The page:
As of August 2012, all new blog posts will be made at our new departmental site at:
However, we’ll maintain CDTlog as an archive, as it has posts spanning three years.
Activities week has come and gone and feedback from pupils and teachers was very positive.
The banjo building project proved to be hard work for teachers and pupils, but nine out of eleven pupils completed their banjos. The two who didn’t complete their banjos were off ill for at least one day during the week.
Several of the banjos have now been recorded and the results posted on YouTube:
There are a couple of other project video recordings on YouTube:
Photos of most of the completed banjos are now posted at our Flickr account:
For the first time, The Royal High School is suspending the usual teaching timetable for a week and instead offering pupils a range of alternative activities.
On the last week of exam leave, 28th May to 1st June, all S2 pupils and around a quarter of S3 pupils, who aren’t out on trips, will be involved. The initiative is being led by CDT teacher Mrs Hislop, assisted by a small team.
We’ve produced a brochure of activity choices, posted it on-line and displayed a hard copy in school. Pupils browsed the brochure then completed an on-line survey to make their selections. Currently, Miss Santana is assigning pupils to activities, based on responses.
Teachers in the CDT department will be fully involved. Each is offering an activity as described in the following pages extracted from the brochure:
In due course, we’ll make posts describing how we got on.
Steven is one of thirteen pupils currently building banjos in the department. He has completed his first.
Steven worked independently, receiving minimal teacher assistance. He put in a considerable amount of time after school, including a couple of days during holiday weeks.
For more photos and technical info about the completed banjo, visit the following page on our main web site:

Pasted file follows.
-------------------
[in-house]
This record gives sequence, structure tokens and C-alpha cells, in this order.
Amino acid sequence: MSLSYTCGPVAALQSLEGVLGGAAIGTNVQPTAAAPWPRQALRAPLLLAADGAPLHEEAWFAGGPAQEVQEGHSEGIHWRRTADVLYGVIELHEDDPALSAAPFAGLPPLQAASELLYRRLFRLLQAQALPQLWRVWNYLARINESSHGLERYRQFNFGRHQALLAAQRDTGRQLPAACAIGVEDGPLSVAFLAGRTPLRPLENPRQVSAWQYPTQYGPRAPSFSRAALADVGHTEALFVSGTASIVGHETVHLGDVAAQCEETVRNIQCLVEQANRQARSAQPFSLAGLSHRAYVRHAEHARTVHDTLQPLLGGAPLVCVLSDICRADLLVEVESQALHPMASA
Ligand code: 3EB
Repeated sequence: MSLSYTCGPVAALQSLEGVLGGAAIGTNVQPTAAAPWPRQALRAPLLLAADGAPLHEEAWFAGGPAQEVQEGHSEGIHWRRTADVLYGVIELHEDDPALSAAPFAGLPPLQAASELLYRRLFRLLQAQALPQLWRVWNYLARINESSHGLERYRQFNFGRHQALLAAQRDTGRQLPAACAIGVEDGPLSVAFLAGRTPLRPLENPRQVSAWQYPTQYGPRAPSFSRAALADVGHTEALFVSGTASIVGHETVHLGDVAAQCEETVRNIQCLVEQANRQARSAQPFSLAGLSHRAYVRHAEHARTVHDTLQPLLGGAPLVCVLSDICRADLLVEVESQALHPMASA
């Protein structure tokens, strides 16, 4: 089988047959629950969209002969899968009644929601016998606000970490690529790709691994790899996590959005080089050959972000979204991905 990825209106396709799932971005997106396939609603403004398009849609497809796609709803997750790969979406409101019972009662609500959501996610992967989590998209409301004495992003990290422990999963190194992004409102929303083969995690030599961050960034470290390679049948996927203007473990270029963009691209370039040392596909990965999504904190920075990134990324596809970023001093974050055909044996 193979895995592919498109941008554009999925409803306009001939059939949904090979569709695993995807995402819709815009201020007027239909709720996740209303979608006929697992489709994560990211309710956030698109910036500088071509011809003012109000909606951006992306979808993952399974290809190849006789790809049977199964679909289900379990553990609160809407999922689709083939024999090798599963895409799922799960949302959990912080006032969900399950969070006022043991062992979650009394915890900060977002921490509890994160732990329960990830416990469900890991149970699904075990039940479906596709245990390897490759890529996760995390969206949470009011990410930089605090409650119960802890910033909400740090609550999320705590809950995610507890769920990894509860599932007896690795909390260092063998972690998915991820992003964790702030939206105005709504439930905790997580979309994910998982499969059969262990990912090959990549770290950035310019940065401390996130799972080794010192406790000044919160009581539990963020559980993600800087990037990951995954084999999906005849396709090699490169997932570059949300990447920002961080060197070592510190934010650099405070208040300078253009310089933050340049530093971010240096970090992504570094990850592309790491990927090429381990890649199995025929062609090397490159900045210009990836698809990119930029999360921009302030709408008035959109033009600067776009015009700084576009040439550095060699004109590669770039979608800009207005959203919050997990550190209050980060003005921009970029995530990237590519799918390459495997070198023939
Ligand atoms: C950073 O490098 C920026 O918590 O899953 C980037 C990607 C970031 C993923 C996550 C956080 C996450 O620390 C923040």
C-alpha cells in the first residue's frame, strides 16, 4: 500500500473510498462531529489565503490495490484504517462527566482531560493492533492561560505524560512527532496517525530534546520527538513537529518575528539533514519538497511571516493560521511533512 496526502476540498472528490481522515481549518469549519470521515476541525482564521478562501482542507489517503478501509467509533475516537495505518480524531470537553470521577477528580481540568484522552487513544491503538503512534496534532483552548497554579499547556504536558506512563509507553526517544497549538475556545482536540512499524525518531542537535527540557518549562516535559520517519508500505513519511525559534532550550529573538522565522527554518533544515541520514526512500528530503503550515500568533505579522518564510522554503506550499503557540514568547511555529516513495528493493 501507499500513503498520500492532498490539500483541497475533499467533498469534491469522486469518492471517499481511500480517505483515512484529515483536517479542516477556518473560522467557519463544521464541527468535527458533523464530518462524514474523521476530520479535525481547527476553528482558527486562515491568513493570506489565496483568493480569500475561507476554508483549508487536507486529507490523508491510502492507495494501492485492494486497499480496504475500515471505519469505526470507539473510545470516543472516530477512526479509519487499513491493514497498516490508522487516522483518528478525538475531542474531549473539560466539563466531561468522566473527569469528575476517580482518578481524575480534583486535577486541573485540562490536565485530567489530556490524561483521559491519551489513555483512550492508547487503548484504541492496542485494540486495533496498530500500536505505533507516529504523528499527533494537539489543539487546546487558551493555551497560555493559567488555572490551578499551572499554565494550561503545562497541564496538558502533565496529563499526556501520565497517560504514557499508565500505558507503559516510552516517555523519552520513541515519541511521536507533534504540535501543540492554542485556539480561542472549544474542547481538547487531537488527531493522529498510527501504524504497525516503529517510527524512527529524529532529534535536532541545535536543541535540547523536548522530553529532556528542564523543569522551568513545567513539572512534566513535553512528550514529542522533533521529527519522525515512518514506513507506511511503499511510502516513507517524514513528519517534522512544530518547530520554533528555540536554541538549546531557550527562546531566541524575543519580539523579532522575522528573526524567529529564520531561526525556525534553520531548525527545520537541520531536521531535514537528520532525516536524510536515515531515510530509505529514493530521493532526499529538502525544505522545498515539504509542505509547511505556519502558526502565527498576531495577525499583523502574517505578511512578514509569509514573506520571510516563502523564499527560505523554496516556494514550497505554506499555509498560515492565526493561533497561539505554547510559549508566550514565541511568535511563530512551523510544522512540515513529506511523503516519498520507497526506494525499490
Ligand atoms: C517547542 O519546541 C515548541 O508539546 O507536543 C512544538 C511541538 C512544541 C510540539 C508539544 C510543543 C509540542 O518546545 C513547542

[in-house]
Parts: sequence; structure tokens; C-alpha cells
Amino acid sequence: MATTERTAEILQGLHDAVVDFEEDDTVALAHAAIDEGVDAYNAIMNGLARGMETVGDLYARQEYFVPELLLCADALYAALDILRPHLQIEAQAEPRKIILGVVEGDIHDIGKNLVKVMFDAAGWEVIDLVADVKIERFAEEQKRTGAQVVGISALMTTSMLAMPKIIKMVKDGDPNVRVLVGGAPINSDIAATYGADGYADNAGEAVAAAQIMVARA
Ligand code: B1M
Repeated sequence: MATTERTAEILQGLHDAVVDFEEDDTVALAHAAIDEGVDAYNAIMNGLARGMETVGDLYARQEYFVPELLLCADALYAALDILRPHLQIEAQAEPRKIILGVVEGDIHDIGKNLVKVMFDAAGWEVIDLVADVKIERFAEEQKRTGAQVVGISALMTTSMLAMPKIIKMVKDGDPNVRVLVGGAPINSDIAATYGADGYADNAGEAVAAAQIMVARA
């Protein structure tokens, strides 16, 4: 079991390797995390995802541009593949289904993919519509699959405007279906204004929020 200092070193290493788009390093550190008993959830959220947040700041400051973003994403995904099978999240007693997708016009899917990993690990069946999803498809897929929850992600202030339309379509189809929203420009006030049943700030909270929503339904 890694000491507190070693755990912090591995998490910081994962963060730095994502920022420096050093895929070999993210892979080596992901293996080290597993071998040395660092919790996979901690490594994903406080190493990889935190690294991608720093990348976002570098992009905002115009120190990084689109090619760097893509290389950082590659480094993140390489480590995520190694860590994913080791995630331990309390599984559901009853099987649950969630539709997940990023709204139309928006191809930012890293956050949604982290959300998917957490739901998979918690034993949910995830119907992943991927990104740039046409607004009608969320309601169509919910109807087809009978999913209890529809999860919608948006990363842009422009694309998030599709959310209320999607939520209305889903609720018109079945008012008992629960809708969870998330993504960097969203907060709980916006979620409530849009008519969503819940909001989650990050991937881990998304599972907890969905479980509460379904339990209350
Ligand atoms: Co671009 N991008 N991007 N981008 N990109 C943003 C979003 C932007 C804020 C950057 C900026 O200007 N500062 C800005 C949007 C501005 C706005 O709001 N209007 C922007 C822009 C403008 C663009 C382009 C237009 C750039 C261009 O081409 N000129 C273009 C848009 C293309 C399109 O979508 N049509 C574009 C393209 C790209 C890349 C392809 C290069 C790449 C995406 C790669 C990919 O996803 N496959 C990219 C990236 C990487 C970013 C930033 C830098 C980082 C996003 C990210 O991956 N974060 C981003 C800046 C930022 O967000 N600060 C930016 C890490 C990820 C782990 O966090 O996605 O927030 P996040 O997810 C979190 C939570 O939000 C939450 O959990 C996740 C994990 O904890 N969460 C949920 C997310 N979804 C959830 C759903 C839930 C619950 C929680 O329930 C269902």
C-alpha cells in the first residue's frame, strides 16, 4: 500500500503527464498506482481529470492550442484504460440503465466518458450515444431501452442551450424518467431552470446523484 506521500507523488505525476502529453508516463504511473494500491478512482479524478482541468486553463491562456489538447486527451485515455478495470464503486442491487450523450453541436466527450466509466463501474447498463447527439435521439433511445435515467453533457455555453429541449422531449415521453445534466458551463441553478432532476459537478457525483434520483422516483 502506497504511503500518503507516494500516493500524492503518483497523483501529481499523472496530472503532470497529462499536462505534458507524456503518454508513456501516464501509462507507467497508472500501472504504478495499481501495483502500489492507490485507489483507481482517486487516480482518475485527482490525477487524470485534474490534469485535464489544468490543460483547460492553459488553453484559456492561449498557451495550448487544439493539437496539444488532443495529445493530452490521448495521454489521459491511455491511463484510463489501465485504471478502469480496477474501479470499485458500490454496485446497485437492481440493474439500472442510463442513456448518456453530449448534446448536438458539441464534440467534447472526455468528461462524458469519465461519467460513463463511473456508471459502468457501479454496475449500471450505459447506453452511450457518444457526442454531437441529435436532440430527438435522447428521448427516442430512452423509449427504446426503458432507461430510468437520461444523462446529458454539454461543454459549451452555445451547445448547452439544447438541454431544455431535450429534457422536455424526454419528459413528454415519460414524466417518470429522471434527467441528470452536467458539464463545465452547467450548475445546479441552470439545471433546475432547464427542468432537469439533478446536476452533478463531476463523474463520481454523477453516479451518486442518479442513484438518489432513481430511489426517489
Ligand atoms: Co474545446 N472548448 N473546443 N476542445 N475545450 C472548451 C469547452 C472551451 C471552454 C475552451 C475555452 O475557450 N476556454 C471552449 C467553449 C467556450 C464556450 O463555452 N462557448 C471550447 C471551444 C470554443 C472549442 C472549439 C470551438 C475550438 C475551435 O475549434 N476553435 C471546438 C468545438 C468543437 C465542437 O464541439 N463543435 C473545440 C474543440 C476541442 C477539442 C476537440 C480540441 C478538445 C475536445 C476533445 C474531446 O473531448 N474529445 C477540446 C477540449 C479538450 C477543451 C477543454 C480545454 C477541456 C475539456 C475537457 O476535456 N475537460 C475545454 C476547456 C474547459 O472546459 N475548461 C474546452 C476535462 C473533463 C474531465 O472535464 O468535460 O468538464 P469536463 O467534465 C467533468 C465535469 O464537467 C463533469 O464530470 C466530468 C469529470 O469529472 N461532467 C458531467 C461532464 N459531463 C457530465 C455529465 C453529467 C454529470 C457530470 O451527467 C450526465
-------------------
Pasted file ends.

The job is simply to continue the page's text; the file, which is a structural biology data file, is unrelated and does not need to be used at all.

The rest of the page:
For more work-in-progress photos, visit the following set at our Flickr account:
The banjo plays well and we’ll post a video recording at our YouTube channel soon.
Several of our S3 pupils recently commenced construction of banjos, as part of the Duke of Edinburgh’s Award.
The pupils had taken an interest in our ’16 Plus’ banjo project and had noticed that its scope qualified them for the ‘skills’ element of the bronze Duke of Edinburgh’s Award: the ‘skill’ must take at least three months to develop. It is likely to take a bit longer than this to complete a banjo, assuming an hour and a half after school, once a week.
The slide show here includes photos from the first after school session, and more will be added to this slide show in coming weeks.
On December 7th, a group of our senior pupils visited the offices of Meso, a product development company in Glasgow. Our contact there is former Royal High pupil Scott Salter.
Scott studied Product Design Engineering at Glasgow University / Glasgow School of Art, graduating in 2007. At the time of our visit, he had worked at Meso for seven months.
Scott took nearly two hours out of his day to deliver a super presentation about some of the products Meso has and is developing. He took us through the design / prototype / manufacturing process for several products, explaining design decisions, materials, ergonomics, and cost and manufacturing considerations. It was great to be able to handle the different prototypes while Scott explained each one’s shortcomings, and why it was rejected / further developed.
Scott also discussed university course choices. In his case, the engineering component of the degree he studied has proved useful in the job market, and he recommended retaining the study of maths at school. Using maths is an integral part of product engineering.
We’d like to thank Scott and Meso for hosting us. Take a look at Meso’s site, particularly the ‘our work’ section:
Pupils commenced construction of their banjos in mid November. Sessions are taking place after school once or twice a week.
The first slide show shows plywood rims being glued up – before the pupils opted to try for a more sophisticated form of construction incorporating a wood-turned rim and calf skin.
This slide show shows progress in constructing a second, more sophisticated banjo.
’16 Plus’ is a Scottish government initiative aimed at getting sixteen to nineteen year olds in to either full time work or education.
We recently received funding to help us offer pupils the chance to build a banjo, then learn to play it. Pupils will record their construction progress and photograph their final model. This evidence can then be incorporated in their portfolios, and referred to in their CVs.